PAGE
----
Pet shops. vet services and activities are catering to dogs and dog owners who live in downtown Detroit
It was 36 degrees and drizzling one Sunday morning in February, but the 10 dogs gathered on the Detroit International Riverfront didn’t mind.
The pack of furballs greeted each other, sniffing butts and barking to say “hello.” Their owners, bundled in coats, were as excited — complimenting each other’s leashes and doggy sweaters.
“Oh, you have a new coat!” shouts Janet O’Brien, admiring the floral fleece wrapped on Elle Woods, a beagle mix. “It’s fabulous!”
O’Brien lives in Ferndale, but brings Sheamus, her hound shepherd mix who’s “100-percent trouble,” to the riverfront every weekend — snow or shine.
People enjoy walking their dogs along Detroit's Riverwalk as the canines take the lead. It's one of a number of activities and services for dog owners in Detroit organized by Midtown-based Canine to Five. Stephanie Steinberg, The Detroit News
“He does not understand inclement weather. He likes his schedule,” she laughs. “He knows 10 o’clock we’re down here on Sunday 365 days of the year, whether I like it or not.”
Any dog can join the walk along the riverfront or Dequindre Cut every second Sunday in the winter and every Sunday in the summer.
Organized by Midtown-based Canine to Five, it’s just one of the growing number of activities and services for dogs in Detroit. While pet shops used to be hard to come by downtown a decade ago, there’s now Cass Corridog in Midtown and 3 Dogs 1 Cat in Eastern Market. Last month, City Bark opened in Capitol Park. Veterinarian services are also expanding, as the mobile veterinarian service PetCalls recently started making house calls to downtown apartments
Dr. Glynes Graham, chief veterinarian at Patterson Dog & Cat Hospital on Grand River, says Detroiters used to drive far to dog parks or let their pets run in empty lots, risking injuries from broken bottles. That changed in the last four years, as dog parks sprung up in Midtown, Corktown and Grand Circus Park.
The parks, shops, services — “all of these things make it easier for dogs to live in the city,” Graham says.
And easier for their masters.
“Now is a better time than ever to be a dog owner in downtown Detroit,” says Liz Blondy, owner of Canine to Five, Detroit’s only dog daycare, grooming and boarding facility.
A puppy playground
Blondy, the owner of two 120-pound dogs (a Newfoundland, “Bunny,” and Great Pyrenees, “Argon”), never imaged running a daycare for 100 dogs a day. Things changed when the telecommunications professional from Grosse Pointe came upon her 30th birthday.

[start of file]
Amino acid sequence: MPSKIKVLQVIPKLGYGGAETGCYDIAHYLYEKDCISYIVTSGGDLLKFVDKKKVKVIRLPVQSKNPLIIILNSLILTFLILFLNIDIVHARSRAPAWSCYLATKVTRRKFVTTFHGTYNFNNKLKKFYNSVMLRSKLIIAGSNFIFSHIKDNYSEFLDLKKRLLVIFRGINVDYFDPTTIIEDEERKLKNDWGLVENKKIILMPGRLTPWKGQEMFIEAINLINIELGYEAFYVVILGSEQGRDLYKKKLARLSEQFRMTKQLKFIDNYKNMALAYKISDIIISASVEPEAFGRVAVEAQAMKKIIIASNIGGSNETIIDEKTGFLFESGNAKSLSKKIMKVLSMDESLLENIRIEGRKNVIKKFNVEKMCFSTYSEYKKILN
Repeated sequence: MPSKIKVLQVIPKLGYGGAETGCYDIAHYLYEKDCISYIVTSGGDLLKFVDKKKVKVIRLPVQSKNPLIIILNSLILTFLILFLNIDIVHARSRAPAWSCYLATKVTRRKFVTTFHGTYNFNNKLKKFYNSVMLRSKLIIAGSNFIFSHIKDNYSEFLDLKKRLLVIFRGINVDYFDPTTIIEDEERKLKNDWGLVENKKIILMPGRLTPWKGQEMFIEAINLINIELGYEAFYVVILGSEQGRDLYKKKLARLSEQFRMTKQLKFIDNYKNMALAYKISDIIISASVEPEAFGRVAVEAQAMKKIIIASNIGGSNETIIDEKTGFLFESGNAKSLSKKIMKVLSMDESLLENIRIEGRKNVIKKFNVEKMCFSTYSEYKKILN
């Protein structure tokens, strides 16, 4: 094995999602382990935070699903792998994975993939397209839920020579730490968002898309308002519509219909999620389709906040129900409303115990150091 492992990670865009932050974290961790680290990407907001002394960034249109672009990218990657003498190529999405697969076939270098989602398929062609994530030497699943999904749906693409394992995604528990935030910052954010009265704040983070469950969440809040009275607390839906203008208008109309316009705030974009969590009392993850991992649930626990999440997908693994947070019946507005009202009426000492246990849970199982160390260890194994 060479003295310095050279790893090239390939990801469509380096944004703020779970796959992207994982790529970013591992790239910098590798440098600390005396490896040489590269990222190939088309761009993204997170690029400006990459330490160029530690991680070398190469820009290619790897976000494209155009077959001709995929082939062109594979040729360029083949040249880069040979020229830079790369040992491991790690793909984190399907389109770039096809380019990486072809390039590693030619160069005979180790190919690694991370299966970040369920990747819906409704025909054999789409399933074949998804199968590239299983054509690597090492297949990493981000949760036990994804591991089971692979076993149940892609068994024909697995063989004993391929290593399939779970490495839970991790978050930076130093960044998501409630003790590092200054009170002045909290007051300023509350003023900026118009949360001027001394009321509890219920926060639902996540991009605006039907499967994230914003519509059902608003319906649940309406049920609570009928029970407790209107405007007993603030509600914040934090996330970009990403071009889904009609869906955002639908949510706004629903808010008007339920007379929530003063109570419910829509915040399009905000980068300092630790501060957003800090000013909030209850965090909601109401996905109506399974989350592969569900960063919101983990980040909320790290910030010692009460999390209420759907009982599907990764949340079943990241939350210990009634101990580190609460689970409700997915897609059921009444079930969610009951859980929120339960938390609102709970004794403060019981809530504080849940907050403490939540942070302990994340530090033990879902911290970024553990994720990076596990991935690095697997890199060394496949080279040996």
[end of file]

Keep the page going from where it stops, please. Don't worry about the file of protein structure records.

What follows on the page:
“I was kind of like, ‘What am I going to do with the rest of my life?’ ” she says.
While grabbing drinks with friends who live in southwest Detroit, she learned they drove to Farmington Hills every day to take their dogs to daycare.
Blondy didn’t have a dog at the time. She didn’t even live in Detroit. She thought her friends were “crazy” for driving that far. But then she thought, “Why don’t we have that in downtown Detroit?”
Eighteen months later in 2005, she opened Canine to Five.
“There was no point, like, ‘Oh, I want to open a dog daycare in Southfield or Royal Oak.’ It was very much, ‘I want to provide a service for Detroit residents that’s not currently available,’ ” she says.
Canine to Five’s doggy daycare has “changed life” for many of her patients, Graham says.
“Rather than spending all day in an apartment, or not having any interaction, the dogs have more of a social life than I do,” she laughs.
Shouting over yelps and barks, Blondy, 42, admits business was very slow at first. But as more workers and residents headed downtown, it drastically picked up. The city also responded to the influx of four-legged residents.
“There’s tons of great places to walk your dog, three dog parks opened and a lot of these downtown buildings are dog-friendly,” says Blondy, who lives in an Eastern Market loft. “Dogs are a thing in Detroit now.”
Downtown workers appreciate the new opportunities, as well.
Detroit Medical Center nurse Sommer Eagle dropped off her three dogs ages 6 to 16 — Rylie, a maltese; Frank, a Bichon; and Louie, a Maltese Shih Tzu — at Canine to Five before work one Thursday. The Belleville resident brings them every six to eight weeks to get primped.
“I used to drive to get them groomed in Ann Arbor, then drive to Detroit, so you can imagine the commute,” she says.
The grooming service a mile from her job has simplified her life.
“They work around my schedule,” she says.
Feet away, Azizi Jasper cradled a shaking soon-to-be-bathed Peekapoo, Deejay. Living down the street in Cass Corridor, he says he’s thankful for the convenience.
“I can drop him off and pick him up on my lunch break,” Jasper says.
More toys, treats and eats
In 2014, Jamie Judson opened City Bark in Grosse Pointe to sell pet accessories, locally made treats and home decor. Shortly after, Judson says several shopping districts approached her about opening a second location.